Too Many Unpaid Invoices? Factoring May Not Be the Answer

Posted by Factor Funding Co. on September 29, 2014

Despite their best efforts to treat their clients kindly, small business owners are not always afforded the same courtesy. For a variety of reasons, clients who promised payment may purposely avoid paying their invoices after they are billed. A small business owner's invoices can be a valuable asset, particularly when this individual wants to secure financing through a purchase order loan. However, when he or she has too many unpaid invoices, it may be impractical to consider factoring, at least until most of these debts are collected on in full. Rather than let those total slide or write them off altogether, small business owners can use these efforts to collect on what is owed to them and avoid relying on factoring for delinquent invoices.

Be Persistent with Notices

Some clients make the mistake of assuming that a small business owner or an independent contractor will simply accept the fact that they will not pay for their invoices. They believe that these owners and contractors will simply write off the debt or forget about collecting it. However, people who are owed money should be persistent in their efforts to remind the clients that they owe money for their invoices. Business owners should send out letters as often as necessary to show that they are assertive and not likely to let this debt remain uncollected, regardless if they can afford to or not.

Retain Legal Counsel

Business owners of all levels should retain a lawyer if necessary to help them collect on unpaid invoices. Clients who are purposely avoiding their debt may be compelled to pay up when they receive a legal notice in the mail from the business owner's lawyer. A lawyer can also take the debt to small claims court or file other appropriate legal action against the client if necessary.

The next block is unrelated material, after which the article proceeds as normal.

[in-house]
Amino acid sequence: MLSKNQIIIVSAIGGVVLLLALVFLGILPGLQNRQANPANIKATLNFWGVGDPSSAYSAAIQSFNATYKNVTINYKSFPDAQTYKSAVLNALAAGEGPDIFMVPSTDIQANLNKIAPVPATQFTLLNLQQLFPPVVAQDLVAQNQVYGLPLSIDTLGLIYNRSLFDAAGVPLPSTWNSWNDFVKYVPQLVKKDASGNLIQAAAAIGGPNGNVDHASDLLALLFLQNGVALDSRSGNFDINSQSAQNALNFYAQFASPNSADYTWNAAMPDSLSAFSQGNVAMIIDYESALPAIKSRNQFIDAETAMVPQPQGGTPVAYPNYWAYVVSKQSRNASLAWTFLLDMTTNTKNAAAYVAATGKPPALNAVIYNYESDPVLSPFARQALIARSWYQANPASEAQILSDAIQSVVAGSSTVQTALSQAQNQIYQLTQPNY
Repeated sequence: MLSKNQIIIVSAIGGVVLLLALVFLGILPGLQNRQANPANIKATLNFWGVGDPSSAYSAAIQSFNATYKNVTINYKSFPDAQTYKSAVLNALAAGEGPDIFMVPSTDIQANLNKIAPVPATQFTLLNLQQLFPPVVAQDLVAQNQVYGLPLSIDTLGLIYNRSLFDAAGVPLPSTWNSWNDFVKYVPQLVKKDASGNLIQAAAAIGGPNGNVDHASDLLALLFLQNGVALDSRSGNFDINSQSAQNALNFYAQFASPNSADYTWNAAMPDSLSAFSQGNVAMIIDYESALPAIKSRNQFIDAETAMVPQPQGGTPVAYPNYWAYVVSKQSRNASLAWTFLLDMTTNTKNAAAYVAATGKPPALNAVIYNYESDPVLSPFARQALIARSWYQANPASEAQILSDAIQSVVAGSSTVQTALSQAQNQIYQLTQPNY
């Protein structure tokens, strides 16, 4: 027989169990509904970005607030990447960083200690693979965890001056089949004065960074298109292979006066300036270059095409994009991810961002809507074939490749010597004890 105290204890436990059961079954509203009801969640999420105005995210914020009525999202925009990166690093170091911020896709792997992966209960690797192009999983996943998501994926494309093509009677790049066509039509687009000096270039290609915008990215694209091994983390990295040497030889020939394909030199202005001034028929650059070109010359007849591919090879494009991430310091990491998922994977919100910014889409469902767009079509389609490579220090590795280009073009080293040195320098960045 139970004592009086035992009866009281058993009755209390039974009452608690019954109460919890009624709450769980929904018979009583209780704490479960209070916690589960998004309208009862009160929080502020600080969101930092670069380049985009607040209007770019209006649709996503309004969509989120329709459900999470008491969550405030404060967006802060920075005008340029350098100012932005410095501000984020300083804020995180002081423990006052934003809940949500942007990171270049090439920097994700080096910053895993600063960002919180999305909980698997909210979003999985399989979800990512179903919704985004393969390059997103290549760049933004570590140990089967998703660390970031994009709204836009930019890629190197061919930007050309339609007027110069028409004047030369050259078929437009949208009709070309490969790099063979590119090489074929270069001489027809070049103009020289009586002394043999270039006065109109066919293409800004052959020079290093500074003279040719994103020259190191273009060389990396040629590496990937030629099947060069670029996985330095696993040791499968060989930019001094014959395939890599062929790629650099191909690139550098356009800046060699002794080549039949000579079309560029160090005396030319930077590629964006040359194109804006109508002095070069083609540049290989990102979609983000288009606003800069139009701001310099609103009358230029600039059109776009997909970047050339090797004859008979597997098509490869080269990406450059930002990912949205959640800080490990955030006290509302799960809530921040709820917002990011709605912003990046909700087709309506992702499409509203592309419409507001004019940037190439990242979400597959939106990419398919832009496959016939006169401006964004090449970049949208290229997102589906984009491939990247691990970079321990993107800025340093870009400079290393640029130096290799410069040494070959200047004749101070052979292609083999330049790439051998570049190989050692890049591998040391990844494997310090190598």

Along with helping them collect on their unpaid invoices, small business owners can also retain a lawyer to help them draw up a contract to use for future transactions. The contract may contain stipulations like remittance of a certain percentage of the payment upon placing the order and withholding the right to deliver the unfinished product until the payment is received in entirety. The contract can protect the small business owner, as well as the client in case the owner fails to deliver the product in a satisfactory manner.

Use a Collection Agency

Business owners can collect on unpaid debts by turning their invoices over to a collection agency. The agency can pursue collection efforts for a small fee and use tactics that perhaps are not available to the business owner. For example, an agency can make phone calls, send letters and ultimately pursue garnishment of the client's salary or bank accounts until the debt is paid. These tactics often are sufficient to prompt people to pay their unpaid invoices, especially if they want to avoid having the debt reported to their credit file. When the debt is paid to the agency, the money can then be remitted to the small business owner.

Network with Other Small Business Owners in the Industry

Joining a small business trade organization can benefit small business owners who want to network with others in their industry. Rather than go through the frustration, confusion and loneliness that sometimes comes from running a small business, owners can share tips, advice and insight that will prove helpful to others when it comes to collecting on invoices, as well as other business-related matters. They can take comfort that they will be networking with others who share their passion, as well as their concerns, when it comes to running a successful small business.

Small business owners count on their customers to pay for their invoices. When clients default on their obligations, owners can use these tactics to collect on the money and avoid compromising their future factoring capabilities.

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